Two female 3D animations face each other, bathed in honey-coloured light. While their buxom curves suggest blow-up dolls, their round faces and giant eyes are reminiscent of the Bratz dolls that started a preteen craze at the beginning of the millennium. These are no sexless childhood toys however, since they begin a sensual game of seduction as a suave and sombre voice whispers to a frenetic rhythm: “Nasty, filthy, moving your body, so close, so close to me.” The bewitching dance seems like an invitation, as the two impossibly proportioned bodies move their faces closer and closer – but without ever kissing. “Come and get it if u need/I guarantee you’ll like the taste.”
The dissonant melodies and harmonies resonate with an aggressive eroticism, while the icily powerful beats plunge us directly into the damp moshing of a 90s rave. As hot as the music is cold, the bodies seek out and discover each other. It all seems like an audacious hybrid of producer Benny Benassi’s acid techno and the sensual R’n’B of Cassie – influences which Shygirl, the strange author of the track, is quite happy to acknowledge.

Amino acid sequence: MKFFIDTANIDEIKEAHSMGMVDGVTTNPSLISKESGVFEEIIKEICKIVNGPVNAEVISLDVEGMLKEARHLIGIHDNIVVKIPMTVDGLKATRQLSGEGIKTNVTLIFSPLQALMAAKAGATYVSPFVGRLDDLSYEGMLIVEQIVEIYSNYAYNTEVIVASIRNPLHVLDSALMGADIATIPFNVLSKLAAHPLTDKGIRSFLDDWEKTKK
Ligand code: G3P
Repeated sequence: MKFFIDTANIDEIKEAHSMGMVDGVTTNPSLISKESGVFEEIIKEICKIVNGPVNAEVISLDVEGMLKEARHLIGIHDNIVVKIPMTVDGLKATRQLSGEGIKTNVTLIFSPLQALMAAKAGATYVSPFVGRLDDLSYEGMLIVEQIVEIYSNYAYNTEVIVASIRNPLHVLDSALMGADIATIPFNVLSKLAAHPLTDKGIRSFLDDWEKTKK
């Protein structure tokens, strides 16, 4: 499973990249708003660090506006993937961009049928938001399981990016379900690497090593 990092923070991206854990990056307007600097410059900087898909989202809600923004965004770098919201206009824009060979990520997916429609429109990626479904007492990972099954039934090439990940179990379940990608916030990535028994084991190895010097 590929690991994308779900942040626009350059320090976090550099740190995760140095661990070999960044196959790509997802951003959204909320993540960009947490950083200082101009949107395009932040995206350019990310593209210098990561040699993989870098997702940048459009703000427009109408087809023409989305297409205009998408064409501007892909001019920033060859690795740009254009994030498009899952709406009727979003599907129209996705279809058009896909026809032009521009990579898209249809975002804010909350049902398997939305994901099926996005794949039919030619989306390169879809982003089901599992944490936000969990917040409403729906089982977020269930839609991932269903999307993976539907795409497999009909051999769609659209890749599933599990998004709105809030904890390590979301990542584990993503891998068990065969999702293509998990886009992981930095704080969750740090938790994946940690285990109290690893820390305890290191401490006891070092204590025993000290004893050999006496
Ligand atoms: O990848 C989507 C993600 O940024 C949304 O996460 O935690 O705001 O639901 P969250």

“Depending on the situation, some of these personalities take precedence over the others to control what happens to me.”
Though you might not guess it from her pseudonym, Shygirl is anything but. Indeed she’s quite the reverse, having chosen her moniker to upend the stereotype. As a child in south London, Blane Muise – her real name – “said what I thought and started a conversation.” Her head brimming with ideas, she began expressing them through texts and poems that filled up notebook after notebook. But while writing was certainly a cathartic pastime that allowed her to get some distance on what she thought and felt, she didn’t feel it would be the stuff of a career, or at any rate not in that form.
A few years later, however, and text has become the very essence of what she does. While Shygirl was working in a design office, with no intention of starting a music career, she began mixing at trendy London nightspots. This was how she met Sega Bodega, a prominent figure in the British capital’s underground electro scene, who in 2016 offered to produce her first track, Want More. The “shy girl,” who had only ever used the pseudonym on the odd occasion, emerged from nowhere as a fully fledged artist, reciting her lyrics for the first time in the monotonous voice that would become a trademark. After just a few months, the appearance of her first EP seemed like the release of a manifesto: to a musical backdrop that skilfully surfs the thin line between the anxiety-inducing and the aphrodisiac, as the voices intoxicate and Bodega’s beats slam into the body with their organic rhythm, the notes grate and surprise, imbuing each of the five tracks with a studied disequilibrium. The whole thing takes on a strange magnetism that takes root in precisely this instability.
Shygirl – “Tasty”